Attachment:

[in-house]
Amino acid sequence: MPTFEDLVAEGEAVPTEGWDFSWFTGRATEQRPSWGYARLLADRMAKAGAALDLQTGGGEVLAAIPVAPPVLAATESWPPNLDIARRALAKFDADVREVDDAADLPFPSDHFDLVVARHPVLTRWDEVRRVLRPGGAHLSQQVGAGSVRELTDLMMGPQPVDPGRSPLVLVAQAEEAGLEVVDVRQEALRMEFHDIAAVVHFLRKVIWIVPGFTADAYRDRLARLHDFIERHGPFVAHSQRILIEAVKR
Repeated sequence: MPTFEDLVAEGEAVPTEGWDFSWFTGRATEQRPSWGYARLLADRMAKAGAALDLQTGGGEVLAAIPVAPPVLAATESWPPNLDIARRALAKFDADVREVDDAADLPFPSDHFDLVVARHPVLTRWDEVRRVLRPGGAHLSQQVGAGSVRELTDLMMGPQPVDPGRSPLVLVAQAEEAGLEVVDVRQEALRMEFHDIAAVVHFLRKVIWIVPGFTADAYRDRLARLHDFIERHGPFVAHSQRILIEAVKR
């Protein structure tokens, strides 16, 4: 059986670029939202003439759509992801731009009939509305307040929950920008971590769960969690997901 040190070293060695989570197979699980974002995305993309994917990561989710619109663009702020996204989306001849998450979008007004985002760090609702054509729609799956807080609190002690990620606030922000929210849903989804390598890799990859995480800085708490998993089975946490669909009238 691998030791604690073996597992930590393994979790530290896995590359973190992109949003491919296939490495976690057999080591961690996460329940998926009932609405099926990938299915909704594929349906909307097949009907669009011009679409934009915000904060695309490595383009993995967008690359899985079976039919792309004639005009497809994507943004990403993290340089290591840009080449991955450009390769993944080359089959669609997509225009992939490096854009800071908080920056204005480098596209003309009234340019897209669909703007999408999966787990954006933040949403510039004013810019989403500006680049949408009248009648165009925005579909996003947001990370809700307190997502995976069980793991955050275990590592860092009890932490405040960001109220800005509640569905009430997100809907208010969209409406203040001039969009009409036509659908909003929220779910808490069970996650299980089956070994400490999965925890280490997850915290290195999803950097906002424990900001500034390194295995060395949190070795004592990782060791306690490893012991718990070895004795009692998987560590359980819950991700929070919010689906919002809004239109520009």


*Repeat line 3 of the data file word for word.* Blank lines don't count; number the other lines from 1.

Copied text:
Repeated sequence: MPTFEDLVAEGEAVPTEGWDFSWFTGRATEQRPSWGYARLLADRMAKAGAALDLQTGGGEVLAAIPVAPPVLAATESWPPNLDIARRALAKFDADVREVDDAADLPFPSDHFDLVVARHPVLTRWDEVRRVLRPGGAHLSQQVGAGSVRELTDLMMGPQPVDPGRSPLVLVAQAEEAGLEVVDVRQEALRMEFHDIAAVVHFLRKVIWIVPGFTADAYRDRLARLHDFIERHGPFVAHSQRILIEAVKR